Last week, Geoff Pingree, David Gibbs and I survived epic objective hazards (hurricane Irene, park rangers, and massive wild blueberries) to ultimately climb the SW Ridge of the Howe Peaks in Baxter State Park in Maine. This route is on the huge 700-foot headwall in the north basin, also known as the North Basin Headwall (NBH).
Since there is no guidebook and the ranger said, "no one ever goes to the north basin", we thought the route finding on The Nose should be straight forward. We left the Chimney Pond Campground and hiked north on the Blueberry Ledges to the end of the trail. Then we (mostly) followed the climbers path to the base of the wall. The approach normally passed between two ponds, which last week were actually one lake
The bushwhack around was lengthy and difficult. Ultimately the approach took three hours.
The route was good quality rock with a an excellent variety of moves, spacious ledges, and very adequate protection. We quickly climbed about 500 feet up old school 5.5 to a huge corner. We were all puzzled by how steep the moves into the corner were (5.10+), so we eventually moved down and left. Later, we figured out that we were on a harder variation with some aid moves through the headwall. After about 100 feet of vertical vegetable climbing, we were on top of the wall.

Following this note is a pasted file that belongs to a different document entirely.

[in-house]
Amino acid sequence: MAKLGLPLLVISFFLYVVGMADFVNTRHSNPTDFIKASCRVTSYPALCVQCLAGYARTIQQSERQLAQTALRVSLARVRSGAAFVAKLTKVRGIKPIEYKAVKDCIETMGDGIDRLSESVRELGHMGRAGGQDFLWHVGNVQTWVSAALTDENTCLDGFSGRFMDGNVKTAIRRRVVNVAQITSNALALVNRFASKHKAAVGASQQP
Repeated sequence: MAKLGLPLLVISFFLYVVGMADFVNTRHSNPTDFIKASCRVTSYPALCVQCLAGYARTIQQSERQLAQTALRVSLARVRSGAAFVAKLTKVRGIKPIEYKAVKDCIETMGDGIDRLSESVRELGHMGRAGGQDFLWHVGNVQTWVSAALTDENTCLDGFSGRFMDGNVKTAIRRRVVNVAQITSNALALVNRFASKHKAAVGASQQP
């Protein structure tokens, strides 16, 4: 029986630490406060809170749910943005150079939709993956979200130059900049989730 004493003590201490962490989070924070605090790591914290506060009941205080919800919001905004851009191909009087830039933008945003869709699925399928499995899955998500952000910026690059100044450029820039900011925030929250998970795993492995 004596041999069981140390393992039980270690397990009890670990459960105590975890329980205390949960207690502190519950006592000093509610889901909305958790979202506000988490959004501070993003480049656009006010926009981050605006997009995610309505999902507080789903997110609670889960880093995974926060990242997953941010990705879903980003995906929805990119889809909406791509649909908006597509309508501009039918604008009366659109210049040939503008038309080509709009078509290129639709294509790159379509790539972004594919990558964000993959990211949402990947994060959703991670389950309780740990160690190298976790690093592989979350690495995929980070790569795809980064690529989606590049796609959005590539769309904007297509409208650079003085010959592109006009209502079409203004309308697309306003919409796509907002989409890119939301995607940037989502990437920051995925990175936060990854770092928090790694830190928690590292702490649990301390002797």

We switched to approach shoes and short roped for about 600 feet of fun ridge scrambling, in the 5.0 to 5.2 range. We were at the foot path on top of the main, Howe Peak ridge after 5 hours of roped climbing. We doubled back around to Hamlin Peak and down the Hamlin Ridge Trail back to Chimney Pond (11:45 RT).
THis is a highly recommended outing. The wall is not as steep as the Armadillo or the Flatiron in the South Basin, but the roped climbing sections on the NBD and its ridges are longer. Some pics are attached. DG can be seen in the lower left corner of the shot taken during the approach. It gives some sense of scale.